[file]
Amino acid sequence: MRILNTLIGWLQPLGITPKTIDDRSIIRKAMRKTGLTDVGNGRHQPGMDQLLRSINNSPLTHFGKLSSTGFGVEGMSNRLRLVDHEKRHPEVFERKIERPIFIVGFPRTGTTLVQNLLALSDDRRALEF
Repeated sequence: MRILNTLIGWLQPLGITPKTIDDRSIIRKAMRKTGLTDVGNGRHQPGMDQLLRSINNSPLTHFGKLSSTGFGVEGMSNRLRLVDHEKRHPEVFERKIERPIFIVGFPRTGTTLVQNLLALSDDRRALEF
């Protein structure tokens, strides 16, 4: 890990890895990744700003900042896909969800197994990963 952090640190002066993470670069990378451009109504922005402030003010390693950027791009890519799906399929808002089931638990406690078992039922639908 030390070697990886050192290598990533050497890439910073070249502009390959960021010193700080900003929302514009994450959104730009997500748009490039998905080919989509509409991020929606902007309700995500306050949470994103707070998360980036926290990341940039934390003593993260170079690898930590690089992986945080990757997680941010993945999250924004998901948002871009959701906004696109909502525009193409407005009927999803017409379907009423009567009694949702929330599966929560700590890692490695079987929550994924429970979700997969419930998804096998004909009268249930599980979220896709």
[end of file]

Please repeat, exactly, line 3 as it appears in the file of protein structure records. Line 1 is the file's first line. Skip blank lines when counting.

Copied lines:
């Protein structure tokens, strides 16, 4: 890990890895990744700003900042896909969800197994990963 952090640190002066993470670069990378451009109504922005402030003010390693950027791009890519799906399929808002089931638990406690078992039922639908 030390070697990886050192290598990533050497890439910073070249502009390959960021010193700080900003929302514009994450959104730009997500748009490039998905080919989509509409991020929606902007309700995500306050949470994103707070998360980036926290990341940039934390003593993260170079690898930590690089992986945080990757997680941010993945999250924004998901948002871009959701906004696109909502525009193409407005009927999803017409379907009423009567009694949702929330599966929560700590890692490695079987929550994924429970979700997969419930998804096998004909009268249930599980979220896709």